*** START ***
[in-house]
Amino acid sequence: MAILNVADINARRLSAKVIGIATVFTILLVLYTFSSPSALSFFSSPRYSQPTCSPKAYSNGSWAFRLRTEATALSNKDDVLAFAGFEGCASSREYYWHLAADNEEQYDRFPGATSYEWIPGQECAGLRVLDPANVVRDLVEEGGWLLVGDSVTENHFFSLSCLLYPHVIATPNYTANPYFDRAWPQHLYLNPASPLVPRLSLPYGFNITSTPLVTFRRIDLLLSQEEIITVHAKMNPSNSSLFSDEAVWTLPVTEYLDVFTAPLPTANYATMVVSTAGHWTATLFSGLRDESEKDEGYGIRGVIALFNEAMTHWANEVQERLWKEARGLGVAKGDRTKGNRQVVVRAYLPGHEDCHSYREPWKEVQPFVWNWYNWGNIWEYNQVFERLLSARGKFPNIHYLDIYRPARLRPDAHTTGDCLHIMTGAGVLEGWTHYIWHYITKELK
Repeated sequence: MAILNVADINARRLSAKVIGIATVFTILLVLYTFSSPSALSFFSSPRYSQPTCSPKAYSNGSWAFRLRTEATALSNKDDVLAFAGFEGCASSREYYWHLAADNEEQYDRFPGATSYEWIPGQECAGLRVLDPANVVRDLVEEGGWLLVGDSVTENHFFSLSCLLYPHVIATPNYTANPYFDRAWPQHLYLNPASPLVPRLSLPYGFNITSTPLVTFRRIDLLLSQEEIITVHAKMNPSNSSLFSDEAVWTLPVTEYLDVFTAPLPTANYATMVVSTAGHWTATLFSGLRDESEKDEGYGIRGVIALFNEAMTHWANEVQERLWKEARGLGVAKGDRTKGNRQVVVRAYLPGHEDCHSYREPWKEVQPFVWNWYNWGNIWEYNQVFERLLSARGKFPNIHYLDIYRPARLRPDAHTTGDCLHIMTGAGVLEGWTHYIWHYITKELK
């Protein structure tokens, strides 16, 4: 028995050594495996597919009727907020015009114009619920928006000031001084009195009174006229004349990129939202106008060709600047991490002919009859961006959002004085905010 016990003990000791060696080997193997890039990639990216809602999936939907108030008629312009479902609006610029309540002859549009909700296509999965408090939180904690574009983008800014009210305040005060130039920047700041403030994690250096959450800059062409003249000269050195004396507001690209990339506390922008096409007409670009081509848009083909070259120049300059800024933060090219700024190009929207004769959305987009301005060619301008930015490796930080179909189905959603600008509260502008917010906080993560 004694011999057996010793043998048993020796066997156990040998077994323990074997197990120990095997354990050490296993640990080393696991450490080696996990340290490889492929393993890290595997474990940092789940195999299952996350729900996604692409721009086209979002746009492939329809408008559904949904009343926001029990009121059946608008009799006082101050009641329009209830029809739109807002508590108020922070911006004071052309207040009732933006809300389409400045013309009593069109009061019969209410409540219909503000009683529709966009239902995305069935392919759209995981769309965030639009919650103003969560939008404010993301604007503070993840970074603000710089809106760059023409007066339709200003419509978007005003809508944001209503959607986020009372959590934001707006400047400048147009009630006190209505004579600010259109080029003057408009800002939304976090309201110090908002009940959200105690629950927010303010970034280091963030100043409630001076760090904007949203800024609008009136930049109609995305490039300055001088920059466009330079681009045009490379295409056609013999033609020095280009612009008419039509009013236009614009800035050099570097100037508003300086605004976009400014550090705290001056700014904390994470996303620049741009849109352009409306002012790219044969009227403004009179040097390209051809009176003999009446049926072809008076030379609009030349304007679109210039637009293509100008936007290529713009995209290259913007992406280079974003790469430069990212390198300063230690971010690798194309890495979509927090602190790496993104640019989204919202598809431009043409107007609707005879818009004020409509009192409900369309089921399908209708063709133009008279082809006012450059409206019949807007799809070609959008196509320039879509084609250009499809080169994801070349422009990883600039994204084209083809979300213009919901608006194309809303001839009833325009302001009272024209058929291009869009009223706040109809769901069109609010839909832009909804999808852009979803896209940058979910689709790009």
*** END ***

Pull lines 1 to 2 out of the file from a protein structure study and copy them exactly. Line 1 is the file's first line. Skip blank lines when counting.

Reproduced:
[in-house]
Amino acid sequence: MAILNVADINARRLSAKVIGIATVFTILLVLYTFSSPSALSFFSSPRYSQPTCSPKAYSNGSWAFRLRTEATALSNKDDVLAFAGFEGCASSREYYWHLAADNEEQYDRFPGATSYEWIPGQECAGLRVLDPANVVRDLVEEGGWLLVGDSVTENHFFSLSCLLYPHVIATPNYTANPYFDRAWPQHLYLNPASPLVPRLSLPYGFNITSTPLVTFRRIDLLLSQEEIITVHAKMNPSNSSLFSDEAVWTLPVTEYLDVFTAPLPTANYATMVVSTAGHWTATLFSGLRDESEKDEGYGIRGVIALFNEAMTHWANEVQERLWKEARGLGVAKGDRTKGNRQVVVRAYLPGHEDCHSYREPWKEVQPFVWNWYNWGNIWEYNQVFERLLSARGKFPNIHYLDIYRPARLRPDAHTTGDCLHIMTGAGVLEGWTHYIWHYITKELK